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Harrisville files complaint against Eversource over community power

Daniela Allee
/
NHPR

The town of Harrisville has filed a complaint at the Public Utilities Commission against Eversource, saying the utility company has violated disclosure requirements in the state’s community power law.

Harrisville is starting a community power program, which will allow the town to buy electricity for its residents, instead of relying on a major utility company, like Eversource. The town plans to offer lower rates and more options for renewable energy.

But Andrew Maneval, the chair of Harrisville’s Select Board, told the Public Utilities Commission that Eversource is not complying with a law that says it must share information with the community power program. In particular, Maneval points to the company’s alleged failure to share data about customers who use net meters – or those who produce power through solar panels, for example – and sell it back onto the grid.

“Eversource is blatantly violating its legal requirements to provide information to the Community Power Coalition of NH which is needed to provide value to our net metering customers,” Maneval said in an email to the commission. “Eversource should be heavily fined for every day it is in violation of its legal obligations in this respect; fines for each affected town.”

On Thursday, the commission ordered Eversource to respond to the town’s complaint within 10 days, specify whether they dispute the claim, and describe the steps they’re taking to address the problem,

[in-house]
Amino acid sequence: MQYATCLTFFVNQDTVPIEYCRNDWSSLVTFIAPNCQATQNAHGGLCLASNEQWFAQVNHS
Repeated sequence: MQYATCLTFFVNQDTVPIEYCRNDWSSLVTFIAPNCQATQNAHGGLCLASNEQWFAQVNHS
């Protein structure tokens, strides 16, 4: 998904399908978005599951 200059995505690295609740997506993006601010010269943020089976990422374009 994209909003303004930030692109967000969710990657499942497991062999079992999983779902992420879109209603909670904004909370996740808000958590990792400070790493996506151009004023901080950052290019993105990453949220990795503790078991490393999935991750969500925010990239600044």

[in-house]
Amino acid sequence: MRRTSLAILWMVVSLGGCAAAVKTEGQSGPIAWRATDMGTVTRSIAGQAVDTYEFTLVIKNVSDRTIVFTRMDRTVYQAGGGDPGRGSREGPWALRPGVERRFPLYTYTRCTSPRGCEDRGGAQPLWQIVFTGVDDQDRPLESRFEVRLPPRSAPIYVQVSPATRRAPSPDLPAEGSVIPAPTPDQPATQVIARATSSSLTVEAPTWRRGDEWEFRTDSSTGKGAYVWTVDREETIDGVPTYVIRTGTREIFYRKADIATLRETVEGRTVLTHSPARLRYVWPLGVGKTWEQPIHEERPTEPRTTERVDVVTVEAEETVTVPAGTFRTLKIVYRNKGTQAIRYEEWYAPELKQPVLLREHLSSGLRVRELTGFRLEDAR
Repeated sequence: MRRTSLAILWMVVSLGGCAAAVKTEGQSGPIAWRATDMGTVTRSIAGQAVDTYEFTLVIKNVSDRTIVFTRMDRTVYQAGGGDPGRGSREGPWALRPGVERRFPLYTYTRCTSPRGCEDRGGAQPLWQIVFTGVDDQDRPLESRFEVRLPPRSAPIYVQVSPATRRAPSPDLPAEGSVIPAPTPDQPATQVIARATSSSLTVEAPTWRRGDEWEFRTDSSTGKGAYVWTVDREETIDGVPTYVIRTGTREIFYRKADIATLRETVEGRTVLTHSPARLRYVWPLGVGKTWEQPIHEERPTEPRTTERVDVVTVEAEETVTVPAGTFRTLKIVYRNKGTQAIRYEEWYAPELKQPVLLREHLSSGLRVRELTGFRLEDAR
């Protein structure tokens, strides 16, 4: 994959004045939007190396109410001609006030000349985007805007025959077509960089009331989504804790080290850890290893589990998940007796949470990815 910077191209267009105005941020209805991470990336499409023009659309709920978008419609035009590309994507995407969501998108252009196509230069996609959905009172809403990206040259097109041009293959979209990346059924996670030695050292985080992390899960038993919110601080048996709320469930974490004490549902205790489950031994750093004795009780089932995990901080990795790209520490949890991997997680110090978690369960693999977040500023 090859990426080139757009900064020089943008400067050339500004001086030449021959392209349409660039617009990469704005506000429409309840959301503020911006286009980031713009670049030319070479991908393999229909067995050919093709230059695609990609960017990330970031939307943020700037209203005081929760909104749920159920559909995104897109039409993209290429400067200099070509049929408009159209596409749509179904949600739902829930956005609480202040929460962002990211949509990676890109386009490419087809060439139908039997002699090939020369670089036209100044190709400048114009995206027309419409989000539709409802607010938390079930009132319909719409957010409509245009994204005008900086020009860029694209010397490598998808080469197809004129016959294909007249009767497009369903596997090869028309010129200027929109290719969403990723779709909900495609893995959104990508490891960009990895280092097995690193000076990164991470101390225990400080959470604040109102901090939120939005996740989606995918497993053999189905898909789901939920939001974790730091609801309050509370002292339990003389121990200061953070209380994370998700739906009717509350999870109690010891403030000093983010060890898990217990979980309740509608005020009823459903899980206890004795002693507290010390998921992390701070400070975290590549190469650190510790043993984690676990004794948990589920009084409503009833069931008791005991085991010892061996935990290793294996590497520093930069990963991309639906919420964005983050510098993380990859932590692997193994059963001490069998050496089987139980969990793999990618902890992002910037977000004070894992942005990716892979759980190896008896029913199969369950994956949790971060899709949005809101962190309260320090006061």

In a statement provided to NHPR through Eversource spokesperson William Hinkle, the company said they support customer choice for electricity and will work with communities to get programs implemented. But the company said some data, including net metering data, would be difficult to provide.

“We have also been consistent from the outset of stakeholder discussions to draft rules that certain data – including specific net metering data – could not be provided by existing utility systems without substantial system modifications that would take time to implement and could incur costs that would be required and paid for by all customers, including those in communities that don’t have aggregation programs,” the company said.

Fourteen New Hampshire municipalities plan to launch community power programs this spring, with the plan to offer lower rates than the state’s major utility companies.

Mara Hoplamazian reports on climate change, energy, and the environment for NHPR.
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